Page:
Sparring is a little more difficult - it's when we put our blocks and punches and kicks all together and use it to "spar" with a partner. I've got some good bruises and cracked bones to show for sparring. It's one of my least favorite things to do...but the kids in my class love it. I guess this means I'm getting old.

I also enjoy going up with my daughter. It's fun doing something together - so many times, as parents, we're sitting on the sidelines, just watching...but this is something we can do as a team...we can push each other, coach each other, inspire each other. I hope I'm teaching her that it's never too late - and you're never too old - to follow your dreams.

Now - excuse me while I go work on that hook/spin/crescent kick. It really needs a lot of work....sigh.


Wednesday, March 4, 2009

I'm A Kindle Addict

I love technology.

I love gadgets.

I can't imagine life without my (not one, not 2 - but THREE) i-pods. My pink i-pod is my favorite.

I can't imagine life without my Mac laptop...I WISH I had the pink one, but mine is actually black. Darn.

And my i-Touch is pretty cool, too. I like to play games on it.

BUT - my favorite gadget of all? My Kindle. I LOVE my Kindle. Love it, love it, love it. Did I mention that I love it?

Kindle came into my life about 5 months ago. It's what I take with me now on mission trips, Red Cross assignments, and vacations. In the old days, I would have to pack 5-10 books in my suitcases, being the avid reader that I am. Those books would be heavy! And I would always have this secret fear of running out of books to read while I was away from home - the horrors of it! It would almost bring on a panic attack!

But - with my Kindle - those fears are gone. I have dozens and dozens of books with me on my trip - and if I "run out" of books to read? A quick few keystrokes, a push of a button - and I can have dozens more books to read within a minute. Cool, huh?

So what's on my Kindle? Good question....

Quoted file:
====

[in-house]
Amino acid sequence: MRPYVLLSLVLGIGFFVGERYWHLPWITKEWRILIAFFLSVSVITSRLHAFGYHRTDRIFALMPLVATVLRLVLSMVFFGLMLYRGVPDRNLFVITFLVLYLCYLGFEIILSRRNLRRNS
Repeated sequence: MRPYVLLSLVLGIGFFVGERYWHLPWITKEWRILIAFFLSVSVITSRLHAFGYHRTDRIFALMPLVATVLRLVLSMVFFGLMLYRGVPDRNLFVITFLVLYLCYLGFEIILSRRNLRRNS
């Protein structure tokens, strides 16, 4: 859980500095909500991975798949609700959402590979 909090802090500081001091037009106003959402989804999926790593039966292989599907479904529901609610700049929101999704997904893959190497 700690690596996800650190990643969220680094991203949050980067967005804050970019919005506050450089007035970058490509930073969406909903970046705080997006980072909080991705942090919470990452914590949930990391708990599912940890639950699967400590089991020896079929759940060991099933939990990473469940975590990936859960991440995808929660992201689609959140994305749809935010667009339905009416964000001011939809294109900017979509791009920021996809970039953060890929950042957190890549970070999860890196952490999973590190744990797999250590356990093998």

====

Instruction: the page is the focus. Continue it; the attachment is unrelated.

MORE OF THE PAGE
"The Girl With the Pearl Earring" - by Tracy Chevalier... good book; although it was fiction, it has a lot of art history. I like Tracy's books - I have more uploaded, ready to read...I'll review them later.

"A Room with a View" - one of my favorite books of all times...I'm re-reading it in anticipation of our trip to Italy this summer.

I think I have every book ever written by Sandra Brown, one of my favorite writers.... well as every book ever written by Linda Howard....These books are great "fillers" - don't take a lot of time or effort to read, but they're enjoyable.

"Devil's Gate: Brigham Young and the Great Mormon Handcart Tragedy" - very riveting, as well as heartbreaking. I think this is one tragedy that could have been avoided.

"The Audacity of Hope" - by President Obama. Haven't read this yet - will get to it one of these days. I have all of Obama's books on my Kindle.

"The Shack" - I'm reading this right now - haven't formed an opinion yet. I think this is one of those books you either love or you hate. We'll see.

I also have the Bible on my Kindle - it's nice to take my Kindle to Sunday School class at church and have easy access to what we're studying...

I have dozens and dozens more...a lot of true crime, a lot of historical stuff, some romances, and a few inspirational books. One of these days, I'm going to sit down and do nothing but read all day. (yeah, right - that will never happen in this lifetime!)